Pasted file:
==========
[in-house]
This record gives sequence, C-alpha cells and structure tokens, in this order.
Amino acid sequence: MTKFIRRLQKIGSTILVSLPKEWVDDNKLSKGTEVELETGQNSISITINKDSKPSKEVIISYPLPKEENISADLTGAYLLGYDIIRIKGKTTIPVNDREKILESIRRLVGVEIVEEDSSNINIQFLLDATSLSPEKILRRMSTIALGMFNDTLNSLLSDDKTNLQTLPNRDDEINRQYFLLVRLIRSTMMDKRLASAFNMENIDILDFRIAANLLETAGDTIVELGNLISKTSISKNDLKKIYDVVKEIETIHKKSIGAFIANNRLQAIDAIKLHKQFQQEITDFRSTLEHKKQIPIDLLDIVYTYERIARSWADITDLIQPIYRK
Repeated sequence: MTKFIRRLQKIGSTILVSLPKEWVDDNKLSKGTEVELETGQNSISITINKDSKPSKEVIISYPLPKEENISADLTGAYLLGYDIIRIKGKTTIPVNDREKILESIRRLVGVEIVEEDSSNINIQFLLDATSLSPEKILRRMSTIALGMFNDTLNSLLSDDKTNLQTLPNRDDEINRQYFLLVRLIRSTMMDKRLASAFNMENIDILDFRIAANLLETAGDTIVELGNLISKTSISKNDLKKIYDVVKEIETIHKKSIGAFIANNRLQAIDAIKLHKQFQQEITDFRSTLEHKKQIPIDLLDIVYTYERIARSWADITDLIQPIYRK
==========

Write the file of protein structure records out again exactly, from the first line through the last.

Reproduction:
[in-house]
This record gives sequence, C-alpha cells and structure tokens, in this order.
Amino acid sequence: MTKFIRRLQKIGSTILVSLPKEWVDDNKLSKGTEVELETGQNSISITINKDSKPSKEVIISYPLPKEENISADLTGAYLLGYDIIRIKGKTTIPVNDREKILESIRRLVGVEIVEEDSSNINIQFLLDATSLSPEKILRRMSTIALGMFNDTLNSLLSDDKTNLQTLPNRDDEINRQYFLLVRLIRSTMMDKRLASAFNMENIDILDFRIAANLLETAGDTIVELGNLISKTSISKNDLKKIYDVVKEIETIHKKSIGAFIANNRLQAIDAIKLHKQFQQEITDFRSTLEHKKQIPIDLLDIVYTYERIARSWADITDLIQPIYRK
Repeated sequence: MTKFIRRLQKIGSTILVSLPKEWVDDNKLSKGTEVELETGQNSISITINKDSKPSKEVIISYPLPKEENISADLTGAYLLGYDIIRIKGKTTIPVNDREKILESIRRLVGVEIVEEDSSNINIQFLLDATSLSPEKILRRMSTIALGMFNDTLNSLLSDDKTNLQTLPNRDDEINRQYFLLVRLIRSTMMDKRLASAFNMENIDILDFRIAANLLETAGDTIVELGNLISKTSISKNDLKKIYDVVKEIETIHKKSIGAFIANNRLQAIDAIKLHKQFQQEITDFRSTLEHKKQIPIDLLDIVYTYERIARSWADITDLIQPIYRK